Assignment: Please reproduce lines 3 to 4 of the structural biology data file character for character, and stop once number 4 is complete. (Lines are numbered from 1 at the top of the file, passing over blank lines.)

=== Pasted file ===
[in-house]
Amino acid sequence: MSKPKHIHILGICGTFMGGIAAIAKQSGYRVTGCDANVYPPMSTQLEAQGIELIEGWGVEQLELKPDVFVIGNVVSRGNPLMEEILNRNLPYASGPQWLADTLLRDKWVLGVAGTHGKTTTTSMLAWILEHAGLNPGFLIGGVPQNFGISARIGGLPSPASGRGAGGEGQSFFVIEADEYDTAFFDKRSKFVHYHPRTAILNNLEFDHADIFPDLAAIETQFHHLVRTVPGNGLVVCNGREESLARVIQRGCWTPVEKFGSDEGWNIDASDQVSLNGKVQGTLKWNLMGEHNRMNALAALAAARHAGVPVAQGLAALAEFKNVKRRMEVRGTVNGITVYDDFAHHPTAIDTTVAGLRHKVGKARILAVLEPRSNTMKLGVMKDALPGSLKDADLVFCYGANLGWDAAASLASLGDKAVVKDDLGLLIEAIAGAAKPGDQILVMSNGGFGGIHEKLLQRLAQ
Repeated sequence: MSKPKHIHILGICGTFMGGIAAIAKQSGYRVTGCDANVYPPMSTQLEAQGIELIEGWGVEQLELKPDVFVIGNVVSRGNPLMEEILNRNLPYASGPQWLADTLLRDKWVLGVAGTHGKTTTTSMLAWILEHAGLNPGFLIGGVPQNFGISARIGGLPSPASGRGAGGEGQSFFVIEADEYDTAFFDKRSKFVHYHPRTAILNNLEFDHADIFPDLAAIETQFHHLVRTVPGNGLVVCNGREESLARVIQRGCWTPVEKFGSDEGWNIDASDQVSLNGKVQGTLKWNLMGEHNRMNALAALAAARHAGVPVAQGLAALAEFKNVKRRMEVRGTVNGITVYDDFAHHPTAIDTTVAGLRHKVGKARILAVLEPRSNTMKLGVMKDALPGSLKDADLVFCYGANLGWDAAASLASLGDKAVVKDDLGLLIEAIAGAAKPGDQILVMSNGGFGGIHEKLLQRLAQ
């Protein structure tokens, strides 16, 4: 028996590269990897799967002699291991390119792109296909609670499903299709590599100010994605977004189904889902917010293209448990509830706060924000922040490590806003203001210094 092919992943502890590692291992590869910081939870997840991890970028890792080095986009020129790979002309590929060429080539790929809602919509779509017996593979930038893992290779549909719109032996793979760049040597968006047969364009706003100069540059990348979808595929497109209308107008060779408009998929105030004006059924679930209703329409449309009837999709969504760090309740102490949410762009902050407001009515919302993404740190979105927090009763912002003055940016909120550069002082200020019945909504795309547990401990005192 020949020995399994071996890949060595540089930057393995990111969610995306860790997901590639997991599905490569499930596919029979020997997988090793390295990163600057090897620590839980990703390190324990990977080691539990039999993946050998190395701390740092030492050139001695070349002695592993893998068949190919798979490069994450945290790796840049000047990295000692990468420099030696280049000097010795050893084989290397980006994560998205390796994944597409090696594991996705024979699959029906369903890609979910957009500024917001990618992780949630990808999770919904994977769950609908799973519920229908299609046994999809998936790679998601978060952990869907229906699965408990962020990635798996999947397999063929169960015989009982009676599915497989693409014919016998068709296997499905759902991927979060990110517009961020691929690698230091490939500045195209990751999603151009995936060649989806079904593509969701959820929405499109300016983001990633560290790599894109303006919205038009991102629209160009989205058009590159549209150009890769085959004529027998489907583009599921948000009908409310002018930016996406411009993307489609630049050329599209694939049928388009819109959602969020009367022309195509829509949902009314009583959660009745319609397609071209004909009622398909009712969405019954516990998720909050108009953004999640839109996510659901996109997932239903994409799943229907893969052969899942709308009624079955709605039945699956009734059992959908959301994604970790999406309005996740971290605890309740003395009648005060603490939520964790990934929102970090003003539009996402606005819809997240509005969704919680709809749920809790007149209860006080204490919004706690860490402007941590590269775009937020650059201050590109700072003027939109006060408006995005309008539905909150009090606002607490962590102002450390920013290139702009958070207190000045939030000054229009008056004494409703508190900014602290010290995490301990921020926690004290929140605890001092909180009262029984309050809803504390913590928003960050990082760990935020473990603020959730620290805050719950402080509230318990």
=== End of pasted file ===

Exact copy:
Repeated sequence: MSKPKHIHILGICGTFMGGIAAIAKQSGYRVTGCDANVYPPMSTQLEAQGIELIEGWGVEQLELKPDVFVIGNVVSRGNPLMEEILNRNLPYASGPQWLADTLLRDKWVLGVAGTHGKTTTTSMLAWILEHAGLNPGFLIGGVPQNFGISARIGGLPSPASGRGAGGEGQSFFVIEADEYDTAFFDKRSKFVHYHPRTAILNNLEFDHADIFPDLAAIETQFHHLVRTVPGNGLVVCNGREESLARVIQRGCWTPVEKFGSDEGWNIDASDQVSLNGKVQGTLKWNLMGEHNRMNALAALAAARHAGVPVAQGLAALAEFKNVKRRMEVRGTVNGITVYDDFAHHPTAIDTTVAGLRHKVGKARILAVLEPRSNTMKLGVMKDALPGSLKDADLVFCYGANLGWDAAASLASLGDKAVVKDDLGLLIEAIAGAAKPGDQILVMSNGGFGGIHEKLLQRLAQ
């Protein structure tokens, strides 16, 4: 028996590269990897799967002699291991390119792109296909609670499903299709590599100010994605977004189904889902917010293209448990509830706060924000922040490590806003203001210094 092919992943502890590692291992590869910081939870997840991890970028890792080095986009020129790979002309590929060429080539790929809602919509779509017996593979930038893992290779549909719109032996793979760049040597968006047969364009706003100069540059990348979808595929497109209308107008060779408009998929105030004006059924679930209703329409449309009837999709969504760090309740102490949410762009902050407001009515919302993404740190979105927090009763912002003055940016909120550069002082200020019945909504795309547990401990005192 020949020995399994071996890949060595540089930057393995990111969610995306860790997901590639997991599905490569499930596919029979020997997988090793390295990163600057090897620590839980990703390190324990990977080691539990039999993946050998190395701390740092030492050139001695070349002695592993893998068949190919798979490069994450945290790796840049000047990295000692990468420099030696280049000097010795050893084989290397980006994560998205390796994944597409090696594991996705024979699959029906369903890609979910957009500024917001990618992780949630990808999770919904994977769950609908799973519920229908299609046994999809998936790679998601978060952990869907229906699965408990962020990635798996999947397999063929169960015989009982009676599915497989693409014919016998068709296997499905759902991927979060990110517009961020691929690698230091490939500045195209990751999603151009995936060649989806079904593509969701959820929405499109300016983001990633560290790599894109303006919205038009991102629209160009989205058009590159549209150009890769085959004529027998489907583009599921948000009908409310002018930016996406411009993307489609630049050329599209694939049928388009819109959602969020009367022309195509829509949902009314009583959660009745319609397609071209004909009622398909009712969405019954516990998720909050108009953004999640839109996510659901996109997932239903994409799943229907893969052969899942709308009624079955709605039945699956009734059992959908959301994604970790999406309005996740971290605890309740003395009648005060603490939520964790990934929102970090003003539009996402606005819809997240509005969704919680709809749920809790007149209860006080204490919004706690860490402007941590590269775009937020650059201050590109700072003027939109006060408006995005309008539905909150009090606002607490962590102002450390920013290139702009958070207190000045939030000054229009008056004494409703508190900014602290010290995490301990921020926690004290929140605890001092909180009262029984309050809803504390913590928003960050990082760990935020473990603020959730620290805050719950402080509230318990």